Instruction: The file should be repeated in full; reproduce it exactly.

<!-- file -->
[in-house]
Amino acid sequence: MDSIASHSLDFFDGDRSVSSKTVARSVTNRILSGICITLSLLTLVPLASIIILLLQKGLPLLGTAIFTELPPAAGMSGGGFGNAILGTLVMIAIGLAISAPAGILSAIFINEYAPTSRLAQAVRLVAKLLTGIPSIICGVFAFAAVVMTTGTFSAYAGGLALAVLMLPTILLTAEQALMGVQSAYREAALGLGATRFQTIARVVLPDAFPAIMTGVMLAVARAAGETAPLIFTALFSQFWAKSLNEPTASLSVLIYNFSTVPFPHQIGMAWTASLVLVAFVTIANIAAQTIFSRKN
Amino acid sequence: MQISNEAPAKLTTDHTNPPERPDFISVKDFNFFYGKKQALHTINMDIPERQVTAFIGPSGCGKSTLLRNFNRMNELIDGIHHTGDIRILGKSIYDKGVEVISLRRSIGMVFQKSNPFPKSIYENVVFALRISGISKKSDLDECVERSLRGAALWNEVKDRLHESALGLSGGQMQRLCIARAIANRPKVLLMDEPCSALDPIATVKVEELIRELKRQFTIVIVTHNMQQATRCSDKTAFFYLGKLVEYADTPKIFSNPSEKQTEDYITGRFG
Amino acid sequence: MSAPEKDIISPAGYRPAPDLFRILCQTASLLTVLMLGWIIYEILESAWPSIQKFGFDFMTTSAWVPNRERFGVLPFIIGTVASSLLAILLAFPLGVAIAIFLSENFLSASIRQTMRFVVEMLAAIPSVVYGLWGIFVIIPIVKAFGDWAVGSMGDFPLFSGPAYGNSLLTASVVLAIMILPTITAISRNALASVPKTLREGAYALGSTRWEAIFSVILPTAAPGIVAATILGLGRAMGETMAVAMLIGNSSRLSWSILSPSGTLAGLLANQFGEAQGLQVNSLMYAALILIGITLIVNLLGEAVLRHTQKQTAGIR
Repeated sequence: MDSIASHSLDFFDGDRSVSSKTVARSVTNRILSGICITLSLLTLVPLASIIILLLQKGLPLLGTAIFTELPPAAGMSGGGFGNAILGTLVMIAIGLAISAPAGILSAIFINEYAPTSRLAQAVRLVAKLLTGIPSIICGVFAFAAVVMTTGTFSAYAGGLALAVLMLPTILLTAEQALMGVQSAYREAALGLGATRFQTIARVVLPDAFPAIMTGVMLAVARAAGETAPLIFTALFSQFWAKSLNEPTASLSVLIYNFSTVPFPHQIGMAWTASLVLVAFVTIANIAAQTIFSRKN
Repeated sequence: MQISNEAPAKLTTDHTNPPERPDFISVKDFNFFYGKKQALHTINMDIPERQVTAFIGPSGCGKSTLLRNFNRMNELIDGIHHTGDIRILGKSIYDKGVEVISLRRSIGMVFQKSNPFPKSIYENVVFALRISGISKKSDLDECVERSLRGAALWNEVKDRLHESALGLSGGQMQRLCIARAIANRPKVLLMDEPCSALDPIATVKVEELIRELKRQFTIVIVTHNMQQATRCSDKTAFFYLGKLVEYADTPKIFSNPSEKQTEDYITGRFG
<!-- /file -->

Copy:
[in-house]
Amino acid sequence: MDSIASHSLDFFDGDRSVSSKTVARSVTNRILSGICITLSLLTLVPLASIIILLLQKGLPLLGTAIFTELPPAAGMSGGGFGNAILGTLVMIAIGLAISAPAGILSAIFINEYAPTSRLAQAVRLVAKLLTGIPSIICGVFAFAAVVMTTGTFSAYAGGLALAVLMLPTILLTAEQALMGVQSAYREAALGLGATRFQTIARVVLPDAFPAIMTGVMLAVARAAGETAPLIFTALFSQFWAKSLNEPTASLSVLIYNFSTVPFPHQIGMAWTASLVLVAFVTIANIAAQTIFSRKN
Amino acid sequence: MQISNEAPAKLTTDHTNPPERPDFISVKDFNFFYGKKQALHTINMDIPERQVTAFIGPSGCGKSTLLRNFNRMNELIDGIHHTGDIRILGKSIYDKGVEVISLRRSIGMVFQKSNPFPKSIYENVVFALRISGISKKSDLDECVERSLRGAALWNEVKDRLHESALGLSGGQMQRLCIARAIANRPKVLLMDEPCSALDPIATVKVEELIRELKRQFTIVIVTHNMQQATRCSDKTAFFYLGKLVEYADTPKIFSNPSEKQTEDYITGRFG
Amino acid sequence: MSAPEKDIISPAGYRPAPDLFRILCQTASLLTVLMLGWIIYEILESAWPSIQKFGFDFMTTSAWVPNRERFGVLPFIIGTVASSLLAILLAFPLGVAIAIFLSENFLSASIRQTMRFVVEMLAAIPSVVYGLWGIFVIIPIVKAFGDWAVGSMGDFPLFSGPAYGNSLLTASVVLAIMILPTITAISRNALASVPKTLREGAYALGSTRWEAIFSVILPTAAPGIVAATILGLGRAMGETMAVAMLIGNSSRLSWSILSPSGTLAGLLANQFGEAQGLQVNSLMYAALILIGITLIVNLLGEAVLRHTQKQTAGIR
Repeated sequence: MDSIASHSLDFFDGDRSVSSKTVARSVTNRILSGICITLSLLTLVPLASIIILLLQKGLPLLGTAIFTELPPAAGMSGGGFGNAILGTLVMIAIGLAISAPAGILSAIFINEYAPTSRLAQAVRLVAKLLTGIPSIICGVFAFAAVVMTTGTFSAYAGGLALAVLMLPTILLTAEQALMGVQSAYREAALGLGATRFQTIARVVLPDAFPAIMTGVMLAVARAAGETAPLIFTALFSQFWAKSLNEPTASLSVLIYNFSTVPFPHQIGMAWTASLVLVAFVTIANIAAQTIFSRKN
Repeated sequence: MQISNEAPAKLTTDHTNPPERPDFISVKDFNFFYGKKQALHTINMDIPERQVTAFIGPSGCGKSTLLRNFNRMNELIDGIHHTGDIRILGKSIYDKGVEVISLRRSIGMVFQKSNPFPKSIYENVVFALRISGISKKSDLDECVERSLRGAALWNEVKDRLHESALGLSGGQMQRLCIARAIANRPKVLLMDEPCSALDPIATVKVEELIRELKRQFTIVIVTHNMQQATRCSDKTAFFYLGKLVEYADTPKIFSNPSEKQTEDYITGRFG